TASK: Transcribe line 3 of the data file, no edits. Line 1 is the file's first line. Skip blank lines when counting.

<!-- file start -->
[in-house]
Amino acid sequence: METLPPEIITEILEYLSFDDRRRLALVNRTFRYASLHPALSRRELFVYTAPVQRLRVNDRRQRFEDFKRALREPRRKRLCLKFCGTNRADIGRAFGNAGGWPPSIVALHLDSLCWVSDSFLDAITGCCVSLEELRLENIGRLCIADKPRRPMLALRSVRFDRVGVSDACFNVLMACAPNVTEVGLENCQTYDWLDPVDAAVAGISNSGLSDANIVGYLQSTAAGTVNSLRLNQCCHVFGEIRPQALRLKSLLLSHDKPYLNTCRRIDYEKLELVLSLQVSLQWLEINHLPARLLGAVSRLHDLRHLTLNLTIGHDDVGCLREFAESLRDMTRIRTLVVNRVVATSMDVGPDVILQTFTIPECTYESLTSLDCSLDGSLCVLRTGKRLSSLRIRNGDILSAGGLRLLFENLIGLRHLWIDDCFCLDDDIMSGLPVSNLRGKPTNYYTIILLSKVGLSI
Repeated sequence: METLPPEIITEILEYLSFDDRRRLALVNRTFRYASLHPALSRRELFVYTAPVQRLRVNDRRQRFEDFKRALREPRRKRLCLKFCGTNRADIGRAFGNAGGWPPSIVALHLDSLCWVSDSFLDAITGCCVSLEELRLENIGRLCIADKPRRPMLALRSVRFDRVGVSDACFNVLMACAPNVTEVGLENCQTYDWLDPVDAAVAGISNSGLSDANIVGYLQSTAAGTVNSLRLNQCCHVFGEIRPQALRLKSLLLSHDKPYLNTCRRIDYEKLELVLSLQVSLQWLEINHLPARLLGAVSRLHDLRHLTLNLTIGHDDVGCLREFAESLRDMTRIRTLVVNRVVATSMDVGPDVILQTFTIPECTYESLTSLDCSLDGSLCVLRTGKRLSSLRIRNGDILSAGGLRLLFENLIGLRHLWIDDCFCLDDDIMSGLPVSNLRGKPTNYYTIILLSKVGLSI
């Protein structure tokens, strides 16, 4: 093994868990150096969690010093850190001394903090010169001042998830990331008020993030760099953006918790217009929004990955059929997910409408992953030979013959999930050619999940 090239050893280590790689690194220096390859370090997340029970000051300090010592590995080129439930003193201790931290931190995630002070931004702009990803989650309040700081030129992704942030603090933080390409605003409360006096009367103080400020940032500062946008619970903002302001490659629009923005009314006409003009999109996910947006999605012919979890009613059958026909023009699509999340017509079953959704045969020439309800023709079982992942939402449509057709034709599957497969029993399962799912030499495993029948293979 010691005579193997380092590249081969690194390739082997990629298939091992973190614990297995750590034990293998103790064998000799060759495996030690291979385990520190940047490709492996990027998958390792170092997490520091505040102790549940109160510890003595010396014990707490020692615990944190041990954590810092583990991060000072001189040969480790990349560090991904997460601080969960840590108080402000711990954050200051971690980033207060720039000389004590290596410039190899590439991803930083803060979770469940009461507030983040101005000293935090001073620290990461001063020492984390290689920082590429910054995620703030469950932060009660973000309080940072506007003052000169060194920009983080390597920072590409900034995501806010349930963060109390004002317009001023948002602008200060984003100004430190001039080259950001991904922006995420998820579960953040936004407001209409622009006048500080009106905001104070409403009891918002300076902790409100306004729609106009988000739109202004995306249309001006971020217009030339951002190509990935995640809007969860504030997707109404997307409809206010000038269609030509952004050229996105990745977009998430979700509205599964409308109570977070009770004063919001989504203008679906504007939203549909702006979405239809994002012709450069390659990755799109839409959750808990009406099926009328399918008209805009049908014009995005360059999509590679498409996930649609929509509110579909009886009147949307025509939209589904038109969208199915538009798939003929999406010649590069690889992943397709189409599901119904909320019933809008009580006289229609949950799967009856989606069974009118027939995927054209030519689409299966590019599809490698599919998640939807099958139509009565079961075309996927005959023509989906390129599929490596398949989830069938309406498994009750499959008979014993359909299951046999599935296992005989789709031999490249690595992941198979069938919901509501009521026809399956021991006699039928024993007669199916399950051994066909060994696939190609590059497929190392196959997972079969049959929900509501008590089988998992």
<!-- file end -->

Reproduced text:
Repeated sequence: METLPPEIITEILEYLSFDDRRRLALVNRTFRYASLHPALSRRELFVYTAPVQRLRVNDRRQRFEDFKRALREPRRKRLCLKFCGTNRADIGRAFGNAGGWPPSIVALHLDSLCWVSDSFLDAITGCCVSLEELRLENIGRLCIADKPRRPMLALRSVRFDRVGVSDACFNVLMACAPNVTEVGLENCQTYDWLDPVDAAVAGISNSGLSDANIVGYLQSTAAGTVNSLRLNQCCHVFGEIRPQALRLKSLLLSHDKPYLNTCRRIDYEKLELVLSLQVSLQWLEINHLPARLLGAVSRLHDLRHLTLNLTIGHDDVGCLREFAESLRDMTRIRTLVVNRVVATSMDVGPDVILQTFTIPECTYESLTSLDCSLDGSLCVLRTGKRLSSLRIRNGDILSAGGLRLLFENLIGLRHLWIDDCFCLDDDIMSGLPVSNLRGKPTNYYTIILLSKVGLSI